Purchasing power parity

The theory of Purchasing power parity (PPP) asserts that in equilibrium the exchange rate that will prevail between two countries will be that which equalizes the prices of traded goods in each country. Typically, the prices of many goods would be looked at, weighted according to their importance in the economy.

Purchasing power parity exchange rates are useful for comparing living standards between countries. Actual exchange rates can give a very misleading picture of living standards. For example, if the value of the Mexican Peso falls by half compared to the dollar, the Gross Domestic Product measured in dollars will also halve. However, this doesn't necessarily mean that Mexicans are any poorer - if incomes and prices measured in pesos stay the same, they will be no worse off assuming that imported goods are not essential to the quality of life of individuals. Measuring income in different countries using purchasing power parity exchange rates helps to avoid this problem.

One issue with PPP is, however, that most sources do not state the actual content of the PPP, which is statistically deceiving e.g. Countries at Economist.

A simple and humorous example of a measure purchasing power parity is the "Big Mac index" popularised by The Economist magazine, which looks at the prices of burgers in McDonald's restaurants in different countries. If for example a Big Mac cost 4 US dollars in the US and 3 pounds in Britain, the purchasing power parity exchange rate would be 3 pounds for 4 dollars. However, if in the scenario 1 dollar could be traded for 1 pound, then the theory of PPP sudgests that over time the real exchange rate will change to match the PPP exchange rate.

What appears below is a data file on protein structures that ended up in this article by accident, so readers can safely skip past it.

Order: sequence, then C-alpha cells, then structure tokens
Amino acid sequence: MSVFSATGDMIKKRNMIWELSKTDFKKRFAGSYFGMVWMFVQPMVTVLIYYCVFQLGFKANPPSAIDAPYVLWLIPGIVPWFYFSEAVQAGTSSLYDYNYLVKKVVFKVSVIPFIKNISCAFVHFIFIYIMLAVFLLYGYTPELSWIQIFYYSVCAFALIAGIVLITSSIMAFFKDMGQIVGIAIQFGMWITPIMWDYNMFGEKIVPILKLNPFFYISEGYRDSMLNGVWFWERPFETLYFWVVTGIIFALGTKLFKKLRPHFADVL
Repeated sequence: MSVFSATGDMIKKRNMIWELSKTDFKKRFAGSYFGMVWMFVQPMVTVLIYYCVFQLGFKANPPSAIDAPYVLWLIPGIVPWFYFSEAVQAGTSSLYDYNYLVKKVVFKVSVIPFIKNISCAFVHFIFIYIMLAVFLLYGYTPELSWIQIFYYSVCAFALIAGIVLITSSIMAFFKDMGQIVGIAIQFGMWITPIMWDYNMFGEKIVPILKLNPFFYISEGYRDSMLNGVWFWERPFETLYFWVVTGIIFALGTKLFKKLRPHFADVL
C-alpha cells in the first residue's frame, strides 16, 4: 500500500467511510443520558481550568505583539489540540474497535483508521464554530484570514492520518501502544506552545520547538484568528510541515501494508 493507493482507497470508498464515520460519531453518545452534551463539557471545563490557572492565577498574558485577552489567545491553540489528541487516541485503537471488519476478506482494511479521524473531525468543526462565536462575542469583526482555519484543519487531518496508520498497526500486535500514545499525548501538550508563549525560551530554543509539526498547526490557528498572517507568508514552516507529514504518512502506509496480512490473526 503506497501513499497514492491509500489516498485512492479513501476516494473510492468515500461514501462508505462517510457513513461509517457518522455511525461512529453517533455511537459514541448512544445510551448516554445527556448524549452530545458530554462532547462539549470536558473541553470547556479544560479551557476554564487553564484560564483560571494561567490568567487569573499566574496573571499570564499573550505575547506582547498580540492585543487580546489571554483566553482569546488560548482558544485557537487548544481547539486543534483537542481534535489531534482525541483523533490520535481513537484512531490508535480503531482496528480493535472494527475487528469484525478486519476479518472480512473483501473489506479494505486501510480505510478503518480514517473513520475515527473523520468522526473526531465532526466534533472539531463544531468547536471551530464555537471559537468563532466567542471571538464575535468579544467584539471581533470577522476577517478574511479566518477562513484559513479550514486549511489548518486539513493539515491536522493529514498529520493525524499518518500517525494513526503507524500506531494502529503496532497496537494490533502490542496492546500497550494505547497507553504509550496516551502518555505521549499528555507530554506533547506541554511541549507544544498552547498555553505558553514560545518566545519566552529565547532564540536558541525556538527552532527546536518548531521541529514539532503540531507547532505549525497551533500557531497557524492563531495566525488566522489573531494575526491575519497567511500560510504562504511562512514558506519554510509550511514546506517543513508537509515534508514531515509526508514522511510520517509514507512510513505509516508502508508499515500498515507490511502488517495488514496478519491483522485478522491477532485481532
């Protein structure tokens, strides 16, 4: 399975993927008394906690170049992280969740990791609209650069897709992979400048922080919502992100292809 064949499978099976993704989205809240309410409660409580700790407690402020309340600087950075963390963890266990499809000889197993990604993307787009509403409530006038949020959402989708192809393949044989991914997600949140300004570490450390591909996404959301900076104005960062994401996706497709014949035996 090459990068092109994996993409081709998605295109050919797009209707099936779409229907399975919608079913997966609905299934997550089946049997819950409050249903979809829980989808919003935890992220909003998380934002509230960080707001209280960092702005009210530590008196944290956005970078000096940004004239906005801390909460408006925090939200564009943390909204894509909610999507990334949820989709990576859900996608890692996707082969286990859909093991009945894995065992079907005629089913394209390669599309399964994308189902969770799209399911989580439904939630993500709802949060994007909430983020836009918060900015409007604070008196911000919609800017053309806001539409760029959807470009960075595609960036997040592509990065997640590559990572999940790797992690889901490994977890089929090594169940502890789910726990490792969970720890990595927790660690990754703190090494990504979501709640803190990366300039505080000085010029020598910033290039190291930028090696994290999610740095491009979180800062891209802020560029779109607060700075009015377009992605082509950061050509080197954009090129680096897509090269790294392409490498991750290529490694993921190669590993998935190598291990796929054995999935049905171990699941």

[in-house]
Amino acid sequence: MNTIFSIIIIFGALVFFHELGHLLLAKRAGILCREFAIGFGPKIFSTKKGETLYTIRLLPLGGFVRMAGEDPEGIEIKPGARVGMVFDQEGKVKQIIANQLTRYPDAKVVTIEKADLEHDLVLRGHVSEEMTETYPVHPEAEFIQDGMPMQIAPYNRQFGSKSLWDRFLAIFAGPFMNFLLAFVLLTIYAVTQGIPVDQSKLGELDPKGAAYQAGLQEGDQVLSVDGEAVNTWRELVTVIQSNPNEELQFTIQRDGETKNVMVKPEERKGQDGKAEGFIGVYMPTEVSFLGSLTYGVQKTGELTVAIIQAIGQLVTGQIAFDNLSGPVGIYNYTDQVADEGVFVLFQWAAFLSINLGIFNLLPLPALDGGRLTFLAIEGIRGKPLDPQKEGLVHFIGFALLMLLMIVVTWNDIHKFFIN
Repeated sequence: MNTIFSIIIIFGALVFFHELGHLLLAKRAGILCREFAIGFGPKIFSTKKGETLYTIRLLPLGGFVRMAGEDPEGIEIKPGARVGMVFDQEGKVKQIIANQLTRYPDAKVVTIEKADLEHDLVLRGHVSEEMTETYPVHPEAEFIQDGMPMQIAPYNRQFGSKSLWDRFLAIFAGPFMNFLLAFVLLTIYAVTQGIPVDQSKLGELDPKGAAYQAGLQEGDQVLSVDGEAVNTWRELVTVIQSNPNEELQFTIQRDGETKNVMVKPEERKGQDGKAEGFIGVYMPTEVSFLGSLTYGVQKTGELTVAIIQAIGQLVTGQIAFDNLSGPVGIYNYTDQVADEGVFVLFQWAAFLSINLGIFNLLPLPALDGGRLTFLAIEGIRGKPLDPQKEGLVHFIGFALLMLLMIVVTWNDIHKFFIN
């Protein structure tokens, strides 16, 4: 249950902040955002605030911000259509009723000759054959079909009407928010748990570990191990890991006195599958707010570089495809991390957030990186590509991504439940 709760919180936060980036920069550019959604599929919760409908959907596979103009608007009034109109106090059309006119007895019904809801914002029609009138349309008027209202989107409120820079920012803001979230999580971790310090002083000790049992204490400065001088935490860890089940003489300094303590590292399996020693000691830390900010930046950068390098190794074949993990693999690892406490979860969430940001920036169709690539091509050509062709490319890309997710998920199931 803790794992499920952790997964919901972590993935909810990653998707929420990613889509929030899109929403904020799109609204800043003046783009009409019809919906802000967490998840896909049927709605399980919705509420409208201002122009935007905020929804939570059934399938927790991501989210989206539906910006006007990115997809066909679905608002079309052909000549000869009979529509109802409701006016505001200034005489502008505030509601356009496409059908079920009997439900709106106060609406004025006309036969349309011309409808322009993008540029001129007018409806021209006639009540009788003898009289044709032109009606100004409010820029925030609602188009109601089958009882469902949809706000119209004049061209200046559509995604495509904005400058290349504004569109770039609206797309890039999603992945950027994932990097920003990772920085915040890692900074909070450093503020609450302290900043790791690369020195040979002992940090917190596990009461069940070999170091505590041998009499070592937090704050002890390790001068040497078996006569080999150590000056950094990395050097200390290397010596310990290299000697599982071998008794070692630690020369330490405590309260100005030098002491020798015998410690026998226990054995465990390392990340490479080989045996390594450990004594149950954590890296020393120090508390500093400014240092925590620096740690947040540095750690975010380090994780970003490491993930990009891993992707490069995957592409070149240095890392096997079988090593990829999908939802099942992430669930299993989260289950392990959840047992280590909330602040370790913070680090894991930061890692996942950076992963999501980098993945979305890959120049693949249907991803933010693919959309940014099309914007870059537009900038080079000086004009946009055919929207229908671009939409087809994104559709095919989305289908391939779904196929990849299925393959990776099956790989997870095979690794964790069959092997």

Criticism of PPP

It is wrong to assume that the prices of goods should be equal in all countries. People in different countries usually put different values on the same goods. What is a luxury goods in one country can be an ordinary daily goods in another country. PPP disregards this.

The exchange rate says how much you can buy in another country with one unit of your own currency. But purchasing power parity exchange rates has nothing to do with how much you can buy.

Quality of Life and PPP

Even if a correct PPP is used, GDP per capita is still a measure of the economic output of the whole economy, not a direct measure of the mean or median person's quality of life. Other factors such as the quality of homes and schools, access to public services, the extent of pollution, and strength of consumer protection laws are hard to quantify and generally not fully reflected in the GDP. Thus, even a PPP-adjusted measure of GDP per capita must be used with caution, as it is only one component of quality of life.

For example, in 2002, the GDP per capita for Japan is about $40,000, while the PPP is estimated as $27,000, while in the US, GDP per capita is about $27,500 and the PPP is $36,000. The U.S. has poverty, high crime rates and slums to a greater extent than Japan, while Japan has much less physical space per person and arguably less individual freedom. Ultimately, the quality of life may depend on subjective judgement and individual preferences.

Per capita income also does not take into account inequalities in wealth distribution.

See also: Measures of national income

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